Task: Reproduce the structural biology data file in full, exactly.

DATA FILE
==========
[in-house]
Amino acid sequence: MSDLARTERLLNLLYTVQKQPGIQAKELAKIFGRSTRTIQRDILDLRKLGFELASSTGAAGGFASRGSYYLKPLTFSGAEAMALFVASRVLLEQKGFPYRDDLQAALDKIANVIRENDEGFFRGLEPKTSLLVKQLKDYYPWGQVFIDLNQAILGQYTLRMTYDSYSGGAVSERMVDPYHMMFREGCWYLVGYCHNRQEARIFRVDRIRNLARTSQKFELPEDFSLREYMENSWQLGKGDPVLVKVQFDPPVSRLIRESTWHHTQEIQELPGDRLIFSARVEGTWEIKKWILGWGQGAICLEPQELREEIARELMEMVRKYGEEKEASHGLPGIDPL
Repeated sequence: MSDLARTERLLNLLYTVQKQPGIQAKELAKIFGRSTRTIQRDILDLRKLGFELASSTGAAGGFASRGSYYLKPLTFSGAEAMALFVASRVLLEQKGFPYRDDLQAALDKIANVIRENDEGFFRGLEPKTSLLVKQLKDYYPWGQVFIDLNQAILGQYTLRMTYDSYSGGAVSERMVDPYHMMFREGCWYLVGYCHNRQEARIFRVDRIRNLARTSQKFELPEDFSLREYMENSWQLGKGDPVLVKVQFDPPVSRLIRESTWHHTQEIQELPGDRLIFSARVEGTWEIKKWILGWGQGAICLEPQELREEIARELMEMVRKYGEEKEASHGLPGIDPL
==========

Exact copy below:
[in-house]
Amino acid sequence: MSDLARTERLLNLLYTVQKQPGIQAKELAKIFGRSTRTIQRDILDLRKLGFELASSTGAAGGFASRGSYYLKPLTFSGAEAMALFVASRVLLEQKGFPYRDDLQAALDKIANVIRENDEGFFRGLEPKTSLLVKQLKDYYPWGQVFIDLNQAILGQYTLRMTYDSYSGGAVSERMVDPYHMMFREGCWYLVGYCHNRQEARIFRVDRIRNLARTSQKFELPEDFSLREYMENSWQLGKGDPVLVKVQFDPPVSRLIRESTWHHTQEIQELPGDRLIFSARVEGTWEIKKWILGWGQGAICLEPQELREEIARELMEMVRKYGEEKEASHGLPGIDPL
Repeated sequence: MSDLARTERLLNLLYTVQKQPGIQAKELAKIFGRSTRTIQRDILDLRKLGFELASSTGAAGGFASRGSYYLKPLTFSGAEAMALFVASRVLLEQKGFPYRDDLQAALDKIANVIRENDEGFFRGLEPKTSLLVKQLKDYYPWGQVFIDLNQAILGQYTLRMTYDSYSGGAVSERMVDPYHMMFREGCWYLVGYCHNRQEARIFRVDRIRNLARTSQKFELPEDFSLREYMENSWQLGKGDPVLVKVQFDPPVSRLIRESTWHHTQEIQELPGDRLIFSARVEGTWEIKKWILGWGQGAICLEPQELREEIARELMEMVRKYGEEKEASHGLPGIDPL